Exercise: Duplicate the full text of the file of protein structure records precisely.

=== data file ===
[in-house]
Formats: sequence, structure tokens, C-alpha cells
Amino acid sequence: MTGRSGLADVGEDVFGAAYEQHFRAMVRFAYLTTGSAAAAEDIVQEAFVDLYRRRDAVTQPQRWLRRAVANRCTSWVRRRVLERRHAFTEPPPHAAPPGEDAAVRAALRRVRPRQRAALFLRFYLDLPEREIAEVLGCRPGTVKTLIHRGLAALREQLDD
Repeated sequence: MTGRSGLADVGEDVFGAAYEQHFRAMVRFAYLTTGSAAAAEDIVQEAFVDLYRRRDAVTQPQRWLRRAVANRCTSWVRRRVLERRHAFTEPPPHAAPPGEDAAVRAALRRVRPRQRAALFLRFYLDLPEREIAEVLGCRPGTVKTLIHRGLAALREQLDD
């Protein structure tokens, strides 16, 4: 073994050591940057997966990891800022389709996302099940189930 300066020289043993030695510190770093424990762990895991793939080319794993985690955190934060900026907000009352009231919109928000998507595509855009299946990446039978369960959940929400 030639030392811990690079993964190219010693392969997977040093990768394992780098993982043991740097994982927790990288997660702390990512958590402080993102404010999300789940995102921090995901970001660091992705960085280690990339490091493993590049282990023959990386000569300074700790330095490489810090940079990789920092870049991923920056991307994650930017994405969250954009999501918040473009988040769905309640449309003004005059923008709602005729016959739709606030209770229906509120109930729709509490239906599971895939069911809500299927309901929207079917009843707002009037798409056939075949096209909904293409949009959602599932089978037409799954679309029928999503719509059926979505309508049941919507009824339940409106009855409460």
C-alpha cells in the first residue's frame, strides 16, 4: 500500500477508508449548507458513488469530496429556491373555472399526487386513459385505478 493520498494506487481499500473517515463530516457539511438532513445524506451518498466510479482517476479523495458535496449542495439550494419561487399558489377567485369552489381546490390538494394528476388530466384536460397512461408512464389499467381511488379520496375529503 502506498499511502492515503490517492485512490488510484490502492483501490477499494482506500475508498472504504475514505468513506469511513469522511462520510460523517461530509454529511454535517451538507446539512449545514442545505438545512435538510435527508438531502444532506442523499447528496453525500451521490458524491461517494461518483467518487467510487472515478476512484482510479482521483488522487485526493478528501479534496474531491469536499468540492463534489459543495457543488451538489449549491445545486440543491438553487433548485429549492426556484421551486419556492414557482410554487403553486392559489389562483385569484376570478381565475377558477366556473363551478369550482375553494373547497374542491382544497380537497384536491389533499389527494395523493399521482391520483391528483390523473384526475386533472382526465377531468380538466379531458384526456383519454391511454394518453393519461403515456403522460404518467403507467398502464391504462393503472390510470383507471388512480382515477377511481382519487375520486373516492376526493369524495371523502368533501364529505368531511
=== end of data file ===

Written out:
[in-house]
Formats: sequence, structure tokens, C-alpha cells
Amino acid sequence: MTGRSGLADVGEDVFGAAYEQHFRAMVRFAYLTTGSAAAAEDIVQEAFVDLYRRRDAVTQPQRWLRRAVANRCTSWVRRRVLERRHAFTEPPPHAAPPGEDAAVRAALRRVRPRQRAALFLRFYLDLPEREIAEVLGCRPGTVKTLIHRGLAALREQLDD
Repeated sequence: MTGRSGLADVGEDVFGAAYEQHFRAMVRFAYLTTGSAAAAEDIVQEAFVDLYRRRDAVTQPQRWLRRAVANRCTSWVRRRVLERRHAFTEPPPHAAPPGEDAAVRAALRRVRPRQRAALFLRFYLDLPEREIAEVLGCRPGTVKTLIHRGLAALREQLDD
């Protein structure tokens, strides 16, 4: 073994050591940057997966990891800022389709996302099940189930 300066020289043993030695510190770093424990762990895991793939080319794993985690955190934060900026907000009352009231919109928000998507595509855009299946990446039978369960959940929400 030639030392811990690079993964190219010693392969997977040093990768394992780098993982043991740097994982927790990288997660702390990512958590402080993102404010999300789940995102921090995901970001660091992705960085280690990339490091493993590049282990023959990386000569300074700790330095490489810090940079990789920092870049991923920056991307994650930017994405969250954009999501918040473009988040769905309640449309003004005059923008709602005729016959739709606030209770229906509120109930729709509490239906599971895939069911809500299927309901929207079917009843707002009037798409056939075949096209909904293409949009959602599932089978037409799954679309029928999503719509059926979505309508049941919507009824339940409106009855409460």
C-alpha cells in the first residue's frame, strides 16, 4: 500500500477508508449548507458513488469530496429556491373555472399526487386513459385505478 493520498494506487481499500473517515463530516457539511438532513445524506451518498466510479482517476479523495458535496449542495439550494419561487399558489377567485369552489381546490390538494394528476388530466384536460397512461408512464389499467381511488379520496375529503 502506498499511502492515503490517492485512490488510484490502492483501490477499494482506500475508498472504504475514505468513506469511513469522511462520510460523517461530509454529511454535517451538507446539512449545514442545505438545512435538510435527508438531502444532506442523499447528496453525500451521490458524491461517494461518483467518487467510487472515478476512484482510479482521483488522487485526493478528501479534496474531491469536499468540492463534489459543495457543488451538489449549491445545486440543491438553487433548485429549492426556484421551486419556492414557482410554487403553486392559489389562483385569484376570478381565475377558477366556473363551478369550482375553494373547497374542491382544497380537497384536491389533499389527494395523493399521482391520483391528483390523473384526475386533472382526465377531468380538466379531458384526456383519454391511454394518453393519461403515456403522460404518467403507467398502464391504462393503472390510470383507471388512480382515477377511481382519487375520486373516492376526493369524495371523502368533501364529505368531511